best in science, biology, gene, liverby Monya Baker

A single added gene prompts liver progenitor cells to make insulin and reverse diabetes

With the introduction of a single gene, cells in the liver can take on the function of pancreatic cells and go on to reverse symptoms of diabetes in a mouse model of the disease. Researchers led by Lawrence Chan at Baylor College of Medicine in Houston, Texas, had already shown that they could, in effect, cure diabetes in mice by infecting their livers with a virus containing the gene for neurogenin (Ngn3), a transcription factor that is expressed as cells begin differentiating into insulin-producing beta-cells, the type of cells lost in juvenile diabetes. Although the researchers knew that this process worked, they did not know why, so they began trying to figure out which cells in the liver began producing insulin.

 Careful lineage-tracing studies implicated two types of cells1. The first were hepatocytes — mature cells that made insulin only for about six weeks after infection. The other, more stable source of insulin-producing cells were liver progenitor cells. These actually switched lineages and went on to form clusters of islet cells that resembled those that the pancreas would make normally after an injury. Further analysis showed that the liver cells were expressing a wealth of genes made in pancreatic lineages in general and in the insulin-producing beta-cells in particular.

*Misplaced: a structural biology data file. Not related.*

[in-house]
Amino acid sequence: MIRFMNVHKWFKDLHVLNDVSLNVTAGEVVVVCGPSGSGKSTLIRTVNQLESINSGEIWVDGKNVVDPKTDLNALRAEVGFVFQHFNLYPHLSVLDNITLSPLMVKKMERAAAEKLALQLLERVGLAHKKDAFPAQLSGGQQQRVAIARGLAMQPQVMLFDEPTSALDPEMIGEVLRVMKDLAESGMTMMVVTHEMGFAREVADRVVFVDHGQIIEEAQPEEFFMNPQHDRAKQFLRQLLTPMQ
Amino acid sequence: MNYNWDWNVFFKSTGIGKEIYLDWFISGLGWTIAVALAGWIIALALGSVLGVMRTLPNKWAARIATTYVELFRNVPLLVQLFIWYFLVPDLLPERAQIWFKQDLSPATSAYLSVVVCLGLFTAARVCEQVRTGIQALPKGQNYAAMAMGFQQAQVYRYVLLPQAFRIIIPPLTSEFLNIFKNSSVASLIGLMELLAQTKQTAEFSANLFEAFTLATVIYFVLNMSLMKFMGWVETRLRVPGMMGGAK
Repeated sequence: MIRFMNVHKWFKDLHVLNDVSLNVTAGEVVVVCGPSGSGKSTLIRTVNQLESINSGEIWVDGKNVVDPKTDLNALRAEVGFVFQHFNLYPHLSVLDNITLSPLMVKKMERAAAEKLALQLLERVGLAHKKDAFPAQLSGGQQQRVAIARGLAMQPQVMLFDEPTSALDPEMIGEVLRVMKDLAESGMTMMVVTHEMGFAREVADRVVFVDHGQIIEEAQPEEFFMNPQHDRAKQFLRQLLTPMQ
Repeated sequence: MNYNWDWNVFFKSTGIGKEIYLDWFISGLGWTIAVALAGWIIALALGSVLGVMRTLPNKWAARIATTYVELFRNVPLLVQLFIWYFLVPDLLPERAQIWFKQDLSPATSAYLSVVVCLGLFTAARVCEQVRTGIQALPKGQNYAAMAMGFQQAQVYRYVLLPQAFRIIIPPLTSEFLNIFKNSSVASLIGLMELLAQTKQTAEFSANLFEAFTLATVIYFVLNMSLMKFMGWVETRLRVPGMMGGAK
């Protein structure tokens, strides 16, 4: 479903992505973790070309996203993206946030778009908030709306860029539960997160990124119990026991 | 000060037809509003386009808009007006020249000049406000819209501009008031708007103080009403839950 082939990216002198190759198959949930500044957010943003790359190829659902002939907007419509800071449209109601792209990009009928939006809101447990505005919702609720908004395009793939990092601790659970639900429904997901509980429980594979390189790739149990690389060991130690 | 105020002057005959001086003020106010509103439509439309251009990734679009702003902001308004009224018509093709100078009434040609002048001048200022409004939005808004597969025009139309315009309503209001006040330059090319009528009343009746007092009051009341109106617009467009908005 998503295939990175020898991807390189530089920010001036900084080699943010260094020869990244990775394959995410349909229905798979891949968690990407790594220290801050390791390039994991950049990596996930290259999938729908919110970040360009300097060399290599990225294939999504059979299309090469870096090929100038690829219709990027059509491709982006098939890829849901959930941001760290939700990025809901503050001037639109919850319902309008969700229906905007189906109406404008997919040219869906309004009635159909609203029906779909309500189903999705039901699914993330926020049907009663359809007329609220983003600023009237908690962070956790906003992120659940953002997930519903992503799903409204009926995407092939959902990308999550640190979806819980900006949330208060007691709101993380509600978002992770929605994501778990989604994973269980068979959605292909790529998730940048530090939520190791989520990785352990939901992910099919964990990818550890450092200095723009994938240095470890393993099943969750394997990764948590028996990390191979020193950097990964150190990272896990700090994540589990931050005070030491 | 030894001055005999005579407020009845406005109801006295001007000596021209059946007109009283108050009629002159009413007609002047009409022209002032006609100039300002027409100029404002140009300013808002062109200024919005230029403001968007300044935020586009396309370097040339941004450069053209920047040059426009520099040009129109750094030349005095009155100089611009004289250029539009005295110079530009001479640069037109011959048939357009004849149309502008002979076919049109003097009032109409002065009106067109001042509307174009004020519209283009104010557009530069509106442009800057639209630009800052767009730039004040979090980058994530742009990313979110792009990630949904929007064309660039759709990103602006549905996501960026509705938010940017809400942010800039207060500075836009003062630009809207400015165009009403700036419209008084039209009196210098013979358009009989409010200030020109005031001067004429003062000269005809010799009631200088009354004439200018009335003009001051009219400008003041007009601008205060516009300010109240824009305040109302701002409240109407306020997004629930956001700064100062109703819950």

"The phenomenon is certainly worth further investigation," says Kenneth Zaret, a cell biologist at the Fox Chase Cancer Center in Philadelphia. He says that Chan's work is similar to that of other researchers who showed that adding genes for transcription factors can change cell differentiation2, 3. "However, it differs in discovering that the more stable target in the target tissue is not the terminally differentiated cells, here the hepatocyte, but rather an apparent facultative progenitor cell."

Chan believes that fully developed hepatocytes are not capable of transdifferentiating, or switching from one mature cell type to another. However, the progenitor cells are at a "weak point" in their differentiation pathway, in which their default lineage can be transdetermined to another lineage. Liver and pancreas are both endoderm organs, and some molecules expressed early in their development are the same. "I believe that the more closely the cells are related to the endocrine pancreas lineage, the more likely they will be 'pushed' into the beta-cell lineage," Chan explains.

Several factors may be doing the pushing. "My sense is that the success of the experiments is due to the convergence of multiple stimuli," says Zaret. In addition to the Ngn3 transcription factor, he says, other conditions, particularly the viral infection could be necessary to stimulate the nascent beta-like cells to proliferate.

Chan believes that this approach of causing progenitor cells to switch lineages may have more general applications. "Induced transdetermination may be easier to accomplish than induced transdifferentiation, if one can identify the receptive cell lineage," he says. Thus, 'receptive' progenitor cells could be a viable target to regenerate organs in multiple diseases, including but not limited to diabetes.


Source: Nature

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